and, therefore,

$$\begin{aligned} G_{\mathbb {\mathbb {\mathbb {B}{}^{\prime }}}}\left( \frac{p_{\mathbb {S}}(s_{i};\mathbb {\mathbb {B}{}^{\prime }})}{p_{\mathbb {S}}(s_{j};\mathbb {\mathbb {B}{}^{\prime }})}\right) \ge G_{\mathbb {\mathbb {\mathbb {B}{}^{\prime }}}}\left( \frac{p_{\mathbb {S}}(s_{j};\mathbb {\mathbb {B}{}^{\prime }})}{p_{\mathbb {S}}(s_{i};\mathbb {\mathbb {B}{}^{\prime }})}\right) , \end{aligned}$$

from which, since \(G_{\mathbb {\mathbb {\mathbb {B}{}^{\prime }}}}\) is increasing,

$$\begin{aligned} \frac{p_{\mathbb {S}}(s_{i};\mathbb {\mathbb {B}{}^{\prime }})}{p_{\mathbb {S}}(s_{j};\mathbb {\mathbb {B}{}^{\prime }})}\ge \frac{p_{\mathbb {S}}(s_{j};\mathbb {\mathbb {B}{}^{\prime }})}{p_{\mathbb {S}}(s_{i};\mathbb {\mathbb {B}{}^{\prime }})}, \end{aligned}$$

or \(p_{\mathbb {S}}(s_{i};\mathbb {\mathbb {B}{}^{\prime }})\ge p_{\mathbb {S}}(s_{j};\mathbb {\mathbb {B}{}^{\prime }})\), as required. \(\square \)

Our second axiom is designed to capture the fact that a heat bath \(\mathbb {B}\) is very large compared with a system \(\mathbb {S}\), so that any energy flows are possible between the two at the given temperature of the bath. We say this formally by fixing a heat bath \(\mathbb {B}\) and a probability distribution on the states \(\{s_{1},s_{2},\ldots ,s_{n}\}\). We then say that we can attach a system \(\mathbb {S}\) to \(\mathbb {B}\) so that the desired probabilities are obtained. Physically, we know we can do this. Indeed, Eq. (2) for the Boltzmann distribution tells us there are energy levels \(E_{i}\), for \(i=1,2,\ldots ,n\), that yield the probabilities in question. (If \(\lambda _{i}\) is the probability of state i, then we set \(E_{i}=-kT\ln \lambda _{i}\).) So, we attach a system \(\mathbb {S}\) with these energy levels to the heat bath \(\mathbb {B}\). Since \(\mathbb {B}\) is very large compared with \(\mathbb {S}\), we can always do this at the prevailing temperature T. Here is the formal statement. (We assume that \(\lambda \) has full support, i.e, that \(\lambda _{i}>0\) for all i. This guarantees that all ratios of probabilities are well-defined.)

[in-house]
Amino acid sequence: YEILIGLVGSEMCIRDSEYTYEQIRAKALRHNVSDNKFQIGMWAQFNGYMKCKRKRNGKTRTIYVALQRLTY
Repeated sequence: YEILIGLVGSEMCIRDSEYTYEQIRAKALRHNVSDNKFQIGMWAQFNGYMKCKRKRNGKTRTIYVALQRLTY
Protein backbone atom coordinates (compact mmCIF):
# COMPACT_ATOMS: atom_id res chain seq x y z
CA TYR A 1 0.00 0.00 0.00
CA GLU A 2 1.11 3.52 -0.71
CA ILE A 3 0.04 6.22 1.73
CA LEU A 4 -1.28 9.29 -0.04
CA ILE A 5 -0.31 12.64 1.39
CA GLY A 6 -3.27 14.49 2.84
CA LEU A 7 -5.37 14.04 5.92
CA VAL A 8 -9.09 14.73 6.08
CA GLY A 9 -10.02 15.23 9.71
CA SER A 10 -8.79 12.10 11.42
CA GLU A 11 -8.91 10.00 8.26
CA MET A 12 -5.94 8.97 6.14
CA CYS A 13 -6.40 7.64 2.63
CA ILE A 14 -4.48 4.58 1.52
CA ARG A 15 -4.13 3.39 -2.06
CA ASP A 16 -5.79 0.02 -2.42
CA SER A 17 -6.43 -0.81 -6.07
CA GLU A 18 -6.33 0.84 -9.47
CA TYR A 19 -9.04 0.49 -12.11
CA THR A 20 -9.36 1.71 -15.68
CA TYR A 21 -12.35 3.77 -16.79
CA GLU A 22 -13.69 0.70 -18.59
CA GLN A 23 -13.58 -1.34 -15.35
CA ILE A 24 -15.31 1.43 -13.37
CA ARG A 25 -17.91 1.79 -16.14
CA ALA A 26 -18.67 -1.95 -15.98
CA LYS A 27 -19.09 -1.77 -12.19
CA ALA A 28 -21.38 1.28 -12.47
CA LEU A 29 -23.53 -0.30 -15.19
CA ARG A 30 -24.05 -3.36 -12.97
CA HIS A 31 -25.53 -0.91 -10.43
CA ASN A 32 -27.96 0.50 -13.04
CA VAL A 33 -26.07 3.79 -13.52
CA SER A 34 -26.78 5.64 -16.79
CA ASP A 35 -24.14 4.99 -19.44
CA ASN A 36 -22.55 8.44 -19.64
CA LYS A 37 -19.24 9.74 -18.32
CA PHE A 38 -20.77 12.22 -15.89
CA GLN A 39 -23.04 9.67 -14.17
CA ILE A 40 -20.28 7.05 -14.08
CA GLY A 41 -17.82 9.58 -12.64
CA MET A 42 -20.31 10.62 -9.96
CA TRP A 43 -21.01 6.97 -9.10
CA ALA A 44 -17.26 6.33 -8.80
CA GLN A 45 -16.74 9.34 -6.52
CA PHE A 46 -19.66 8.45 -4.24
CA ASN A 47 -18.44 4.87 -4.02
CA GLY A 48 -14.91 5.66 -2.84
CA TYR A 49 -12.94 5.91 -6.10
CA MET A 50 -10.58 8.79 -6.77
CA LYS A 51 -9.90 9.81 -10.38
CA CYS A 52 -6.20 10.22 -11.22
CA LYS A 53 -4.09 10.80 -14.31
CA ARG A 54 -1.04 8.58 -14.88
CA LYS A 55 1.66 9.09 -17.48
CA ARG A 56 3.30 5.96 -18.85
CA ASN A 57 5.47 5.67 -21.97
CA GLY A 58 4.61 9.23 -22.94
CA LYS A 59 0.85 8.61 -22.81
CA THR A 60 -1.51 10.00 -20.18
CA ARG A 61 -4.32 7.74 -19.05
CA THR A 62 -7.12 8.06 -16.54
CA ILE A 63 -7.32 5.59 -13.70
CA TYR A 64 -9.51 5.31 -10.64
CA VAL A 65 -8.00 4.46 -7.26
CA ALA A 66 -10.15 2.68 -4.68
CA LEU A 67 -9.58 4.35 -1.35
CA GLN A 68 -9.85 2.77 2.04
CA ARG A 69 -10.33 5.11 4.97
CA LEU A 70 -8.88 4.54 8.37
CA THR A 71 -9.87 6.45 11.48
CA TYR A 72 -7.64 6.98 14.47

Axiom 2

(Energy Exchange) For any heat bath \(\mathbb {B}\) and any full-support probability distribution \(\lambda =(\lambda _{1},\lambda _{2},\ldots ,\lambda _{n})\) on \(\{s_{1},s_{2},\ldots ,s_{n}\}\), there is a system \(\mathbb {S}\) such that \(p_{\mathbb {S}}(\cdot ;\mathbb {B})=\lambda \).

3 Result

We can now state our result, which is an axiomatic derivation of the Boltzmann distribution.

Theorem 1

Suppose Axioms 1 and 2 are satisfied. Then there are functions \(T:\{\mathbb {B},\mathbb {B}^{\prime },\mathbb {B}^{\prime \prime },\ldots \}\rightarrow (0,\infty )\) and \(E:\{s_{1},s_{2},\ldots ,s_{n}\}\times \{\mathbb {S},\mathbb {S}^{\prime },\mathbb {S}^{\prime \prime },\ldots \}\rightarrow (0,\infty )\) such that for each heat bath \(\mathbb {B}\) and system \(\mathbb {S}\), and for each \(i=1,2,\ldots ,n\),

$$\begin{aligned} p_{\mathbb {S}}(s_{i};\mathbb {B})=\frac{1}{Z(\mathbb {B},\mathbb {S})}e^{-\frac{E(s_{i},\mathbb {S})}{T(\mathbb {B})}}, \end{aligned}$$

where \(Z(\mathbb {B},\mathbb {S})={\textstyle {\textstyle \varSigma _{j}}}e^{-E(s_{j},\mathbb {S})/T(\mathbb {B})}\).